Friday, July 31, 2009

Milk-Steamed Corn on the Cob p. 289

My normal method of cooking fresh corn on the cob (is there un-fresh corn on the cob?) is to boil it. We’ve begun experimenting with corn wrapped in foil on the grill this summer, but we’ve never tried steamed. The idea of steaming the corn with milk sounded good.

As part of our Angel Food box we got milk in the container… you know the kind that doesn’t need to be refrigerated. I can’t remember what its called because I threw the carton away and Bryan took out the trash. Since that is a stabilized milk, so it can stay on the shelf for longer, I decided to try steaming with that.

But since we have never steamed corn before, its hard to give a comparison. Mark Bittman suggests using this method with “less-than-ideal” corn, which is probably a good suggestion. I started off having less-than-ideal corn, but that turned into rotting, mildewed corn, which then found its way to the trash can. Disappointed I couldn’t make the corn, I went to our local produce store to purchase some fresher corn on the cob to make this recipe. I picked the white corn, its my favorite and tends to be sweeter. But I can see the corn that is mixed yellow and white being good using this recipe. I’ll let you know.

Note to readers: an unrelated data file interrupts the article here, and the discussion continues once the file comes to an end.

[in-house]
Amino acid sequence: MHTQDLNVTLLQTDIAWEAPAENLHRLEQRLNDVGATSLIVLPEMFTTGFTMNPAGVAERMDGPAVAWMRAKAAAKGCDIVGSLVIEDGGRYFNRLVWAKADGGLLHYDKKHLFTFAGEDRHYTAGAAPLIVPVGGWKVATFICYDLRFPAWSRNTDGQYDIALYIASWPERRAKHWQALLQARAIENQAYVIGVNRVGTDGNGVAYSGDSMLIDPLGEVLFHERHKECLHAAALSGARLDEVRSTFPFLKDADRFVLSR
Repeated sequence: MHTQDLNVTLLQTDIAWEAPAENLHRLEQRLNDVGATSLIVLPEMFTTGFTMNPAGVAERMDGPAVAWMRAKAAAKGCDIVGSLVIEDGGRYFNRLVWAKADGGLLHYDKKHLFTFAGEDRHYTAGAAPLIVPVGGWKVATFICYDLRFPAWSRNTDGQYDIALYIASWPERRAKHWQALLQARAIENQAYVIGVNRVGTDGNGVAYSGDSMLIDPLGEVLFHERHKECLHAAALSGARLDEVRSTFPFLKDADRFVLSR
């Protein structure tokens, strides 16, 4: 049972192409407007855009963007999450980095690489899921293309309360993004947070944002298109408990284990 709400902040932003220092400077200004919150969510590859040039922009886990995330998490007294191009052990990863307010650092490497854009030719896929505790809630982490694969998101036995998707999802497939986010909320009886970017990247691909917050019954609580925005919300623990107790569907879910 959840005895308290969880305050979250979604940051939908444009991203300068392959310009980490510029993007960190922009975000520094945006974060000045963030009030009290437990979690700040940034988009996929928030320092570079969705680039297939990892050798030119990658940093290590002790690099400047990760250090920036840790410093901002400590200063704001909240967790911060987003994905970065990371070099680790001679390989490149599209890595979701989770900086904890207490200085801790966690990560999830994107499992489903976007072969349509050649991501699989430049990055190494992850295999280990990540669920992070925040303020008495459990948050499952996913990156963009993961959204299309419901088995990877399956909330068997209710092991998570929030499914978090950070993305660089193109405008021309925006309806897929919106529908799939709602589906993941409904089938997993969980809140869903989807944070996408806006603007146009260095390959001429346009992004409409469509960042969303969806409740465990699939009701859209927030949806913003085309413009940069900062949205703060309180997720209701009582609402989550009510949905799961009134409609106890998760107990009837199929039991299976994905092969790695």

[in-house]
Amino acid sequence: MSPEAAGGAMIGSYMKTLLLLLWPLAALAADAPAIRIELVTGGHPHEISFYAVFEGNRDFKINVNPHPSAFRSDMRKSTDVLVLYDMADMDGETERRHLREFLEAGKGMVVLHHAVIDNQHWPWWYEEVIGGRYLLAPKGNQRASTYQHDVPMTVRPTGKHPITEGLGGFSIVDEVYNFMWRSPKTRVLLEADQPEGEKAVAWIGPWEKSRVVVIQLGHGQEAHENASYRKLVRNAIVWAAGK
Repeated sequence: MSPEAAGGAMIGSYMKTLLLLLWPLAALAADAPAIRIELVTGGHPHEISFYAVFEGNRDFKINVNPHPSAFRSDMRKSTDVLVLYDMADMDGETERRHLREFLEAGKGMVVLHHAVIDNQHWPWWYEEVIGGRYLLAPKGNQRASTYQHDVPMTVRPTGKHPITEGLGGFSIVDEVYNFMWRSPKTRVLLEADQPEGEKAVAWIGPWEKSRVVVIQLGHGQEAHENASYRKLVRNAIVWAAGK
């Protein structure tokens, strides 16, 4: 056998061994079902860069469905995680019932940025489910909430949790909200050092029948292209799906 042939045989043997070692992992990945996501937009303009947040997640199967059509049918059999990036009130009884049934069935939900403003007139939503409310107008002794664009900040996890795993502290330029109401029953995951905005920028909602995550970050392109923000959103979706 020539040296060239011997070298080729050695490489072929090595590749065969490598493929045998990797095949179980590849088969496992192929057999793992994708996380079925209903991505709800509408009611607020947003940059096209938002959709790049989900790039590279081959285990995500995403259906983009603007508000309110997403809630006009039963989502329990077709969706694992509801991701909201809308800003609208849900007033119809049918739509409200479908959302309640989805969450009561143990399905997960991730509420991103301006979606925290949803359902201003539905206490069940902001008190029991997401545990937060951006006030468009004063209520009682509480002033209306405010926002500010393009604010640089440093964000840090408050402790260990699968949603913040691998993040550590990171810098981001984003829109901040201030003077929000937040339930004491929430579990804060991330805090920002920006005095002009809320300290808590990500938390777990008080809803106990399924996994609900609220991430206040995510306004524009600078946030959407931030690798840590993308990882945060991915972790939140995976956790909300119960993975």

1. This is one instance where I'm going to disagree with Bittman about how to cook something. I think my way of making corn tastes just as good, but is also easier.
    Boil a pot of water. Add a bit of milk (not much, a 1/4 cup or so. Just eyeball it), and a few grinds of black pepper. Turn off the heat, add the corn, cover, and walk away and do other stuff (finish preparing the meal, set the table, whatever). When you're ready to eat, somewhere between 10 and 45 minutes later, just take out the ears. They stay wonderfully hot this way, and very juicy and sweet. We do it this way for entertaining, too - just bring the whole pot of water/corn to the serving table and put a pair of tongs hanging over the side. Even the very last person taking second helpings gets a hot piece of corn - not something that can happen when you're steaming it!

  2. I steamed vegetables a lot. I found that steamed veggies are sweeter than boiled ones because the juices stay in the veg. instead of going to the water. But I don't see how the milk gets on the corn. When you boil the milk, only the water in the milk evaporates. I would brush the corn with milk and steam with water.Paul.